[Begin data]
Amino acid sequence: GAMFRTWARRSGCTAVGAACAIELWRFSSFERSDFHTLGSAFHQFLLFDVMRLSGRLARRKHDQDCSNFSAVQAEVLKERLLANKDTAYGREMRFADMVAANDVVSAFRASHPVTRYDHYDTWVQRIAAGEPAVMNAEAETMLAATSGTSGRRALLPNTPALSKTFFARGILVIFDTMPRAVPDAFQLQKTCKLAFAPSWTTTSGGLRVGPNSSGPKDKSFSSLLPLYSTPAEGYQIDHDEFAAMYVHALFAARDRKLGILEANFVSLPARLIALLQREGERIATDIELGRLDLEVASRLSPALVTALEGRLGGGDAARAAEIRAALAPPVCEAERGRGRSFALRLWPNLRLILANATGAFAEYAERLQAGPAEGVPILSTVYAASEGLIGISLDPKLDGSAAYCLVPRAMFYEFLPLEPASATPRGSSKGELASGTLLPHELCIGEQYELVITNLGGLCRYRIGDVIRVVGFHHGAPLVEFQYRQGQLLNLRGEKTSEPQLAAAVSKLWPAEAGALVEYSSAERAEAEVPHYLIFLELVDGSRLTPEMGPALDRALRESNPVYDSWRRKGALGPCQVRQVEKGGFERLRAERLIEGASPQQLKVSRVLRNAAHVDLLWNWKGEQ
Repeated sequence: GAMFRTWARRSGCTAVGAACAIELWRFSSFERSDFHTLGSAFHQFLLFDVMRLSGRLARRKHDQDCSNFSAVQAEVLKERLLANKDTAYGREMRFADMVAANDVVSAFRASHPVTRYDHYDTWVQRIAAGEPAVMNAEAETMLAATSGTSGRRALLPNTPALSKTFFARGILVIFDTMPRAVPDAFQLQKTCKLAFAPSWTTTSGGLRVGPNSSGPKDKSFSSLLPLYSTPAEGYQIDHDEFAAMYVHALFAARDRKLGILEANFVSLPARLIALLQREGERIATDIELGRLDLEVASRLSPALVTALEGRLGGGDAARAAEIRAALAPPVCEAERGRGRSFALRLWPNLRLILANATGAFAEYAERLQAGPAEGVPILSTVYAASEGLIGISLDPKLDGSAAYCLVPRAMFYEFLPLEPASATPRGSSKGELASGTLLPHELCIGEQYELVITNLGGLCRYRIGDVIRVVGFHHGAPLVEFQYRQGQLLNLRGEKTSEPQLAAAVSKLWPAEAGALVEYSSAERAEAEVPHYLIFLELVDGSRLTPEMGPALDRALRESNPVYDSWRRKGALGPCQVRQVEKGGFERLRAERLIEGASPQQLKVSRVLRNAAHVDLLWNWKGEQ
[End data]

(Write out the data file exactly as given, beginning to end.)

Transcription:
Amino acid sequence: GAMFRTWARRSGCTAVGAACAIELWRFSSFERSDFHTLGSAFHQFLLFDVMRLSGRLARRKHDQDCSNFSAVQAEVLKERLLANKDTAYGREMRFADMVAANDVVSAFRASHPVTRYDHYDTWVQRIAAGEPAVMNAEAETMLAATSGTSGRRALLPNTPALSKTFFARGILVIFDTMPRAVPDAFQLQKTCKLAFAPSWTTTSGGLRVGPNSSGPKDKSFSSLLPLYSTPAEGYQIDHDEFAAMYVHALFAARDRKLGILEANFVSLPARLIALLQREGERIATDIELGRLDLEVASRLSPALVTALEGRLGGGDAARAAEIRAALAPPVCEAERGRGRSFALRLWPNLRLILANATGAFAEYAERLQAGPAEGVPILSTVYAASEGLIGISLDPKLDGSAAYCLVPRAMFYEFLPLEPASATPRGSSKGELASGTLLPHELCIGEQYELVITNLGGLCRYRIGDVIRVVGFHHGAPLVEFQYRQGQLLNLRGEKTSEPQLAAAVSKLWPAEAGALVEYSSAERAEAEVPHYLIFLELVDGSRLTPEMGPALDRALRESNPVYDSWRRKGALGPCQVRQVEKGGFERLRAERLIEGASPQQLKVSRVLRNAAHVDLLWNWKGEQ
Repeated sequence: GAMFRTWARRSGCTAVGAACAIELWRFSSFERSDFHTLGSAFHQFLLFDVMRLSGRLARRKHDQDCSNFSAVQAEVLKERLLANKDTAYGREMRFADMVAANDVVSAFRASHPVTRYDHYDTWVQRIAAGEPAVMNAEAETMLAATSGTSGRRALLPNTPALSKTFFARGILVIFDTMPRAVPDAFQLQKTCKLAFAPSWTTTSGGLRVGPNSSGPKDKSFSSLLPLYSTPAEGYQIDHDEFAAMYVHALFAARDRKLGILEANFVSLPARLIALLQREGERIATDIELGRLDLEVASRLSPALVTALEGRLGGGDAARAAEIRAALAPPVCEAERGRGRSFALRLWPNLRLILANATGAFAEYAERLQAGPAEGVPILSTVYAASEGLIGISLDPKLDGSAAYCLVPRAMFYEFLPLEPASATPRGSSKGELASGTLLPHELCIGEQYELVITNLGGLCRYRIGDVIRVVGFHHGAPLVEFQYRQGQLLNLRGEKTSEPQLAAAVSKLWPAEAGALVEYSSAERAEAEVPHYLIFLELVDGSRLTPEMGPALDRALRESNPVYDSWRRKGALGPCQVRQVEKGGFERLRAERLIEGASPQQLKVSRVLRNAAHVDLLWNWKGEQ